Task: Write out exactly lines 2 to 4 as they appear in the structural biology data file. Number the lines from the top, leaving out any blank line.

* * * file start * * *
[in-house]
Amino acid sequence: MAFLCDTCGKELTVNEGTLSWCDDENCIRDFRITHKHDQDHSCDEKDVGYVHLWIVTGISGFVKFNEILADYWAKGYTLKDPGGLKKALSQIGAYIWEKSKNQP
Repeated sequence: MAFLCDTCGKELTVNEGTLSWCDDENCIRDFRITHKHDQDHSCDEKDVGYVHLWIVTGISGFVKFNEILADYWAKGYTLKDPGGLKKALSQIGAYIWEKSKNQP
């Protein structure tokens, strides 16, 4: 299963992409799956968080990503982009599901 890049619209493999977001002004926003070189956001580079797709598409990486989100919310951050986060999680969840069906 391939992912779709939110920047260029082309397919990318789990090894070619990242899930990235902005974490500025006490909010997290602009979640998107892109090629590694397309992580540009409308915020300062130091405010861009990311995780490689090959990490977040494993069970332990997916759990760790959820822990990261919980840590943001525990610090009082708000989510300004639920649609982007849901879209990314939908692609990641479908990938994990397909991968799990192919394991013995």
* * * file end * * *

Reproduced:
Amino acid sequence: MAFLCDTCGKELTVNEGTLSWCDDENCIRDFRITHKHDQDHSCDEKDVGYVHLWIVTGISGFVKFNEILADYWAKGYTLKDPGGLKKALSQIGAYIWEKSKNQP
Repeated sequence: MAFLCDTCGKELTVNEGTLSWCDDENCIRDFRITHKHDQDHSCDEKDVGYVHLWIVTGISGFVKFNEILADYWAKGYTLKDPGGLKKALSQIGAYIWEKSKNQP
């Protein structure tokens, strides 16, 4: 299963992409799956968080990503982009599901 890049619209493999977001002004926003070189956001580079797709598409990486989100919310951050986060999680969840069906 391939992912779709939110920047260029082309397919990318789990090894070619990242899930990235902005974490500025006490909010997290602009979640998107892109090629590694397309992580540009409308915020300062130091405010861009990311995780490689090959990490977040494993069970332990997916759990760790959820822990990261919980840590943001525990610090009082708000989510300004639920649609982007849901879209990314939908692609990641479908990938994990397909991968799990192919394991013995």